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Michaan’s To Auction Original Sam Francis and Other Premier Art, Furniture, Currency, Jewels Dec. 9

Saturday, November 19, 2016 12:52
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(Before It's News)

ALAMEDA, CA – Two particularly desirable original paintings by Sam Francis (Californian, 1923-1994) headline Michaan’s next semiannual Fine Art, Furniture, Decorative Arts and Jewelry Auction, slated for Friday, December 9.

Francis, who spent his formative years in Berkeley but lived and worked all over the world, is best known for a style that incorporates vivid, corpuscular drips of pigment applied with gestural freedom and large “empty-center” canvases that reflect the influence of Japanese art. Untitled (SF70-723), estimated at $60,000-$80,000, is a fine example of his signature style. Point Reyes Self Portrait, created in 1990, is an explosion of color in Francis’ free-gesture style and is estimated at $150,000-$200,000. The consignor acquired the paintings directly from Sam Francis, and both works have been approved for inclusion in the next printing of the artist’s catalogue raisonné.

Fernando Amorsolo (1892-1972) is the leading painter of the late colonial period in the Philippines and is a favorite with collectors of Filipino art. Michaan’s will offer Amorsolo’s Marikina, a masterful landscape influenced by European art from the turn of the 20th century and infused with the golden light and relaxed mood of the tropics, an effect for which Amorsolo is well known. The subject is farmhands at work in a scene reminiscent of Monet’s haystack paintings. In 2009, the artist’s daughter Sylvia Amorsolo Lazo confirmed the painting’s authenticity, noting, “It is one of the rare subjects that Papa painted depicting a typical Filipino custom.” Marikina is estimated at $50,000-$70,000.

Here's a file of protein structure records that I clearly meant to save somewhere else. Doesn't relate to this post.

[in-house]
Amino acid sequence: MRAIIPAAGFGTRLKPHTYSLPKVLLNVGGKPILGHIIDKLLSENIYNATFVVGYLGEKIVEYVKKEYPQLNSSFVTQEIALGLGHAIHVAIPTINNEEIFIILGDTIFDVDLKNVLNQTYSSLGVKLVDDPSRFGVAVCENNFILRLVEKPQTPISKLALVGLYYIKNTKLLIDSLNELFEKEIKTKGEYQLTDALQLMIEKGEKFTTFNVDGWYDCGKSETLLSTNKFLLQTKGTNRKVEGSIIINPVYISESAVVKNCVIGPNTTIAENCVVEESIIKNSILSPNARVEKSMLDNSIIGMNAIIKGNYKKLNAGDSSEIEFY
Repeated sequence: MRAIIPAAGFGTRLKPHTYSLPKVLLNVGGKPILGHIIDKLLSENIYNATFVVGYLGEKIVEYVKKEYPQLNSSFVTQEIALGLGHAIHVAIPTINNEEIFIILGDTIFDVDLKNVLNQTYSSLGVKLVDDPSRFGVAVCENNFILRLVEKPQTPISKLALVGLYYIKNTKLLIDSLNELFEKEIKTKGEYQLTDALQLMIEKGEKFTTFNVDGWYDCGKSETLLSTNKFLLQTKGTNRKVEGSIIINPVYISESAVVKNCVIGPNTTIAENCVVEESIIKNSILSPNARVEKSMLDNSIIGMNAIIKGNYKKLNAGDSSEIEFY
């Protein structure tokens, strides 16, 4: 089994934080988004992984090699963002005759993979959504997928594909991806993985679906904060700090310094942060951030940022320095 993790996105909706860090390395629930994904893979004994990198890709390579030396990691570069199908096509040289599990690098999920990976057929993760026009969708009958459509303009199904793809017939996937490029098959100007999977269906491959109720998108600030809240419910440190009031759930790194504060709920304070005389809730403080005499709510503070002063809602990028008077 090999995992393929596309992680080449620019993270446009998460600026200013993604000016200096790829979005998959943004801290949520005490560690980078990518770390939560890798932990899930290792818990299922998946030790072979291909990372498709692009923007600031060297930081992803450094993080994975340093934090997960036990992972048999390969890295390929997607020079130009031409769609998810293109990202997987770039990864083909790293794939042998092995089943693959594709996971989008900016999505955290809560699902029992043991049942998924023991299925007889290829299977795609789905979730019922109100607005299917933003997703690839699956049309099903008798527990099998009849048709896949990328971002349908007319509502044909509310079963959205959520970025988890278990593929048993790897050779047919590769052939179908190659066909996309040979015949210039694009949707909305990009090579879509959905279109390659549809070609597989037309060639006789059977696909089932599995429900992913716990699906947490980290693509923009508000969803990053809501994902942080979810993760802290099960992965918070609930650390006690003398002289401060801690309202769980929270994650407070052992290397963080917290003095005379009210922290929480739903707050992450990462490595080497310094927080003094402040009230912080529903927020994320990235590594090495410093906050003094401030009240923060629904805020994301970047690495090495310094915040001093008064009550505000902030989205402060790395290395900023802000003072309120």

In 1958, a New York Times review dubbed French Expressionist Bernard Buffet (1928-1999) one of “France’s Fabulous Five,” alongside Brigitte Bardot and Yves St. Laurent. Michaan’s will auction his sensational landscape Coastal Town With Lighthouse, South of France, a signed and dated work executed in ink and watercolor on paper. Its estimate is $30,000-$35,000. Another art highlight is a work by pioneering Italian abstract painter Achille Perilli (b. 1927-). His oil-on-canvas titled La Luce della Cabala (The Light of the Kabbalah) is signed and dated, and estimated at $20,000-$30,000.